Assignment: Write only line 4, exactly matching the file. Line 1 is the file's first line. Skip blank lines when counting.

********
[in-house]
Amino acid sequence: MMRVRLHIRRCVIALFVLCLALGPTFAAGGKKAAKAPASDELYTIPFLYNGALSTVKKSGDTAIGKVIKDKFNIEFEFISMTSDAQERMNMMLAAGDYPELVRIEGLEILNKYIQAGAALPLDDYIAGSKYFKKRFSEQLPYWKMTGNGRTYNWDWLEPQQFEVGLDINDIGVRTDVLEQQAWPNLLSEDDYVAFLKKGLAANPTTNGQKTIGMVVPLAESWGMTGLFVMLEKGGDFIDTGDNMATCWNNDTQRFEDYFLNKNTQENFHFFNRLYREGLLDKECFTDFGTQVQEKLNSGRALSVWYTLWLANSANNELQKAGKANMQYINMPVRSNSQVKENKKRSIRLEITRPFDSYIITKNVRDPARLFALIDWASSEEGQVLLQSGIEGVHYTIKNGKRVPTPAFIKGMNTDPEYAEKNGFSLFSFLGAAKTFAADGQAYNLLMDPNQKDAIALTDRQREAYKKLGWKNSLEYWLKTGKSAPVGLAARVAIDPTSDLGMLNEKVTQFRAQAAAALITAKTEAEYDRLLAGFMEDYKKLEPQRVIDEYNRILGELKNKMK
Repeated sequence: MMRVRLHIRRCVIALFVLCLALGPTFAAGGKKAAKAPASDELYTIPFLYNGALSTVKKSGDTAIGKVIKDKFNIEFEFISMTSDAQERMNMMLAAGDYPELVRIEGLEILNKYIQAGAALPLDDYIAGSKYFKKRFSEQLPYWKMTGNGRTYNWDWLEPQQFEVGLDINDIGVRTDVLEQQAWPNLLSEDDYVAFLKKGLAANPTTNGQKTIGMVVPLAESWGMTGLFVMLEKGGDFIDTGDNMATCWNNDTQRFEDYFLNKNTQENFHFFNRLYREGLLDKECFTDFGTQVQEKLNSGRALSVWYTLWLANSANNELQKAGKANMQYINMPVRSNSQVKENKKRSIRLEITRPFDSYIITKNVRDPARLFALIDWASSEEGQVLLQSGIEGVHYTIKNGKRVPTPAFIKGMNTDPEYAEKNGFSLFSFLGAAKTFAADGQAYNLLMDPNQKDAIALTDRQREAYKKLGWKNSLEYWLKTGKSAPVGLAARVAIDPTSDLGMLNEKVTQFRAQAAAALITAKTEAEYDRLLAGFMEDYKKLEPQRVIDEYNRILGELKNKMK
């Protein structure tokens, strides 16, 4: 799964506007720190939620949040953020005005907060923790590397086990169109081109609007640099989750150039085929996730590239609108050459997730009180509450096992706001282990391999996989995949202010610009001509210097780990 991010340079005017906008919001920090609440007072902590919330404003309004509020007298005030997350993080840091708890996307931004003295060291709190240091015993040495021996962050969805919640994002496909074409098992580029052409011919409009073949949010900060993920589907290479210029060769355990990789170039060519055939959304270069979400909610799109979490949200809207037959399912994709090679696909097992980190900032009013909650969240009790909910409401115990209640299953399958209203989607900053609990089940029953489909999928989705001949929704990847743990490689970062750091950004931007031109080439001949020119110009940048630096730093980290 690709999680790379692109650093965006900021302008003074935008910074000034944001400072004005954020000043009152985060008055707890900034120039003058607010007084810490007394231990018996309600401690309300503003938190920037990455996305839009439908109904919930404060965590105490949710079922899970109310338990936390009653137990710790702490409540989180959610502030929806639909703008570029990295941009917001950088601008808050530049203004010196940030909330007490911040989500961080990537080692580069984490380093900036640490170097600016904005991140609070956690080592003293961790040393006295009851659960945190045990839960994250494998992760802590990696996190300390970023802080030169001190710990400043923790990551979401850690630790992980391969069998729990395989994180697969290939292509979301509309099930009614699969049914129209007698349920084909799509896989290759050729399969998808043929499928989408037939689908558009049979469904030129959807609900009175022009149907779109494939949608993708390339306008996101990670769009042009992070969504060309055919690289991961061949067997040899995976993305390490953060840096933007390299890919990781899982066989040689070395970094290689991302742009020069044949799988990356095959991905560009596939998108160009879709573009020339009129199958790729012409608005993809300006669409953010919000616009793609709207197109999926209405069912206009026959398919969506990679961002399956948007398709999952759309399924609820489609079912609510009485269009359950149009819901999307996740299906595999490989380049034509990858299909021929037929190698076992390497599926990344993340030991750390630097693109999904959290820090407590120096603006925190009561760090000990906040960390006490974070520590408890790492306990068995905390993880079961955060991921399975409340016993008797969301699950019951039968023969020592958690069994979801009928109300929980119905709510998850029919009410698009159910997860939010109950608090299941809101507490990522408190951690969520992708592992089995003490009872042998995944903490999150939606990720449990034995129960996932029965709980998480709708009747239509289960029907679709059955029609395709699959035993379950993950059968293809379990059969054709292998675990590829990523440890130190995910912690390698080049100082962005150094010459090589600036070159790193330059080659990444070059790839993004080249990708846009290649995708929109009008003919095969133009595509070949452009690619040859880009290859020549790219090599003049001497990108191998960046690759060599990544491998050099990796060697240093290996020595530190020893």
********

């Protein structure tokens, strides 16, 4: 799964506007720190939620949040953020005005907060923790590397086990169109081109609007640099989750150039085929996730590239609108050459997730009180509450096992706001282990391999996989995949202010610009001509210097780990 991010340079005017906008919001920090609440007072902590919330404003309004509020007298005030997350993080840091708890996307931004003295060291709190240091015993040495021996962050969805919640994002496909074409098992580029052409011919409009073949949010900060993920589907290479210029060769355990990789170039060519055939959304270069979400909610799109979490949200809207037959399912994709090679696909097992980190900032009013909650969240009790909910409401115990209640299953399958209203989607900053609990089940029953489909999928989705001949929704990847743990490689970062750091950004931007031109080439001949020119110009940048630096730093980290 690709999680790379692109650093965006900021302008003074935008910074000034944001400072004005954020000043009152985060008055707890900034120039003058607010007084810490007394231990018996309600401690309300503003938190920037990455996305839009439908109904919930404060965590105490949710079922899970109310338990936390009653137990710790702490409540989180959610502030929806639909703008570029990295941009917001950088601008808050530049203004010196940030909330007490911040989500961080990537080692580069984490380093900036640490170097600016904005991140609070956690080592003293961790040393006295009851659960945190045990839960994250494998992760802590990696996190300390970023802080030169001190710990400043923790990551979401850690630790992980391969069998729990395989994180697969290939292509979301509309099930009614699969049914129209007698349920084909799509896989290759050729399969998808043929499928989408037939689908558009049979469904030129959807609900009175022009149907779109494939949608993708390339306008996101990670769009042009992070969504060309055919690289991961061949067997040899995976993305390490953060840096933007390299890919990781899982066989040689070395970094290689991302742009020069044949799988990356095959991905560009596939998108160009879709573009020339009129199958790729012409608005993809300006669409953010919000616009793609709207197109999926209405069912206009026959398919969506990679961002399956948007398709999952759309399924609820489609079912609510009485269009359950149009819901999307996740299906595999490989380049034509990858299909021929037929190698076992390497599926990344993340030991750390630097693109999904959290820090407590120096603006925190009561760090000990906040960390006490974070520590408890790492306990068995905390993880079961955060991921399975409340016993008797969301699950019951039968023969020592958690069994979801009928109300929980119905709510998850029919009410698009159910997860939010109950608090299941809101507490990522408190951690969520992708592992089995003490009872042998995944903490999150939606990720449990034995129960996932029965709980998480709708009747239509289960029907679709059955029609395709699959035993379950993950059968293809379990059969054709292998675990590829990523440890130190995910912690390698080049100082962005150094010459090589600036070159790193330059080659990444070059790839993004080249990708846009290649995708929109009008003919095969133009595509070949452009690619040859880009290859020549790219090599003049001497990108191998960046690759060599990544491998050099990796060697240093290996020595530190020893």